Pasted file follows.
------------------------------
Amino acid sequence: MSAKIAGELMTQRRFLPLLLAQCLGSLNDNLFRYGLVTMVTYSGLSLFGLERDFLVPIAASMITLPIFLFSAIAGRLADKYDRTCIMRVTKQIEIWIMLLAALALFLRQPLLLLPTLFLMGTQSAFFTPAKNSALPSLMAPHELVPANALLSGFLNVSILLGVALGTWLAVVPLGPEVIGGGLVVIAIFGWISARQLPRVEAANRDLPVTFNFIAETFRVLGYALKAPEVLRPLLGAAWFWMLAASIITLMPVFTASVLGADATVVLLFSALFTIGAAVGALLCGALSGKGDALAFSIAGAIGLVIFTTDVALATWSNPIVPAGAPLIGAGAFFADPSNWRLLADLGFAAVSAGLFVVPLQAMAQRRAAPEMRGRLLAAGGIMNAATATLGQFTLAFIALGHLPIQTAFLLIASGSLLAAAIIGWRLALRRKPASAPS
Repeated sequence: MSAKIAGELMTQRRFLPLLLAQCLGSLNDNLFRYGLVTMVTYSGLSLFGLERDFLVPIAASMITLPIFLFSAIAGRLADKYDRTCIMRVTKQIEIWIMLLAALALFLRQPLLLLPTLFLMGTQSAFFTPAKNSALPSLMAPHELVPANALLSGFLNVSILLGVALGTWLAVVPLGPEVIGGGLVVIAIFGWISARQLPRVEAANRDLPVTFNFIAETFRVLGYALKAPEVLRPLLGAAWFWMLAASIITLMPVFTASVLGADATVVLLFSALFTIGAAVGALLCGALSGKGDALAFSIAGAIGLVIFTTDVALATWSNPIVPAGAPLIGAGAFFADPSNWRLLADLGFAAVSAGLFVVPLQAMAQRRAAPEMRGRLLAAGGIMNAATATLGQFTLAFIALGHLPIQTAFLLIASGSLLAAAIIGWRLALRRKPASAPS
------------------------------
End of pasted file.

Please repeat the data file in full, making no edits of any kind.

Amino acid sequence: MSAKIAGELMTQRRFLPLLLAQCLGSLNDNLFRYGLVTMVTYSGLSLFGLERDFLVPIAASMITLPIFLFSAIAGRLADKYDRTCIMRVTKQIEIWIMLLAALALFLRQPLLLLPTLFLMGTQSAFFTPAKNSALPSLMAPHELVPANALLSGFLNVSILLGVALGTWLAVVPLGPEVIGGGLVVIAIFGWISARQLPRVEAANRDLPVTFNFIAETFRVLGYALKAPEVLRPLLGAAWFWMLAASIITLMPVFTASVLGADATVVLLFSALFTIGAAVGALLCGALSGKGDALAFSIAGAIGLVIFTTDVALATWSNPIVPAGAPLIGAGAFFADPSNWRLLADLGFAAVSAGLFVVPLQAMAQRRAAPEMRGRLLAAGGIMNAATATLGQFTLAFIALGHLPIQTAFLLIASGSLLAAAIIGWRLALRRKPASAPS
Repeated sequence: MSAKIAGELMTQRRFLPLLLAQCLGSLNDNLFRYGLVTMVTYSGLSLFGLERDFLVPIAASMITLPIFLFSAIAGRLADKYDRTCIMRVTKQIEIWIMLLAALALFLRQPLLLLPTLFLMGTQSAFFTPAKNSALPSLMAPHELVPANALLSGFLNVSILLGVALGTWLAVVPLGPEVIGGGLVVIAIFGWISARQLPRVEAANRDLPVTFNFIAETFRVLGYALKAPEVLRPLLGAAWFWMLAASIITLMPVFTASVLGADATVVLLFSALFTIGAAVGALLCGALSGKGDALAFSIAGAIGLVIFTTDVALATWSNPIVPAGAPLIGAGAFFADPSNWRLLADLGFAAVSAGLFVVPLQAMAQRRAAPEMRGRLLAAGGIMNAATATLGQFTLAFIALGHLPIQTAFLLIASGSLLAAAIIGWRLALRRKPASAPS